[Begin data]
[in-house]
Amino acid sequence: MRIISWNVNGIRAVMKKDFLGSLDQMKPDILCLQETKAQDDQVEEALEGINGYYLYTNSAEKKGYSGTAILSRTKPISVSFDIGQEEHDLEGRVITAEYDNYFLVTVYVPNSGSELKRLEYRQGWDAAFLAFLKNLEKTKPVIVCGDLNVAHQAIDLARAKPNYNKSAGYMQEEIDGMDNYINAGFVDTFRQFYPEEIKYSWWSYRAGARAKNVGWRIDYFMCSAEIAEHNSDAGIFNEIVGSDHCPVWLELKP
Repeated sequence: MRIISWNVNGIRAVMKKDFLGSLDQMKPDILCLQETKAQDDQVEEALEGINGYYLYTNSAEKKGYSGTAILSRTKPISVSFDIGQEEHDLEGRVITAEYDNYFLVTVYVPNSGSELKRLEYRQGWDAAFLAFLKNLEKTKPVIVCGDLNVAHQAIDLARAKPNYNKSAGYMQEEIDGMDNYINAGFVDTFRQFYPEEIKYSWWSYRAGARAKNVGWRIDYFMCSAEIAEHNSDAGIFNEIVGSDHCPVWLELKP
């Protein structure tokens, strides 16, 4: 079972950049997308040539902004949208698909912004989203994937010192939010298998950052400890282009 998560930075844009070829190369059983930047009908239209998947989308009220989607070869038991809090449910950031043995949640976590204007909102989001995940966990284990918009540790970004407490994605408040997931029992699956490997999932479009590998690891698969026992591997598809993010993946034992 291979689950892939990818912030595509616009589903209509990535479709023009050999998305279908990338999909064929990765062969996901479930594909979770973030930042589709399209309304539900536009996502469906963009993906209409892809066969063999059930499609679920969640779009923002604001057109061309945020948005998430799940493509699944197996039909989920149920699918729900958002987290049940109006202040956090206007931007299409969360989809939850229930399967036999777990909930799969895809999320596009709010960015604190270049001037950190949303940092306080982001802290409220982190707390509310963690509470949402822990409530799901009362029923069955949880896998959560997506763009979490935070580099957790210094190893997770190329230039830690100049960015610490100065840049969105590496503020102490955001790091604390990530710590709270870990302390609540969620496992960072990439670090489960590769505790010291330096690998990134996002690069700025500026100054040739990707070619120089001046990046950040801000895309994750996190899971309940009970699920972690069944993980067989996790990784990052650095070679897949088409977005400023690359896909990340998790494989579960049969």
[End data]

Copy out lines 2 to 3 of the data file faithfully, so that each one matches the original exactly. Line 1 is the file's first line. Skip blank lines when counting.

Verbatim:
Amino acid sequence: MRIISWNVNGIRAVMKKDFLGSLDQMKPDILCLQETKAQDDQVEEALEGINGYYLYTNSAEKKGYSGTAILSRTKPISVSFDIGQEEHDLEGRVITAEYDNYFLVTVYVPNSGSELKRLEYRQGWDAAFLAFLKNLEKTKPVIVCGDLNVAHQAIDLARAKPNYNKSAGYMQEEIDGMDNYINAGFVDTFRQFYPEEIKYSWWSYRAGARAKNVGWRIDYFMCSAEIAEHNSDAGIFNEIVGSDHCPVWLELKP
Repeated sequence: MRIISWNVNGIRAVMKKDFLGSLDQMKPDILCLQETKAQDDQVEEALEGINGYYLYTNSAEKKGYSGTAILSRTKPISVSFDIGQEEHDLEGRVITAEYDNYFLVTVYVPNSGSELKRLEYRQGWDAAFLAFLKNLEKTKPVIVCGDLNVAHQAIDLARAKPNYNKSAGYMQEEIDGMDNYINAGFVDTFRQFYPEEIKYSWWSYRAGARAKNVGWRIDYFMCSAEIAEHNSDAGIFNEIVGSDHCPVWLELKP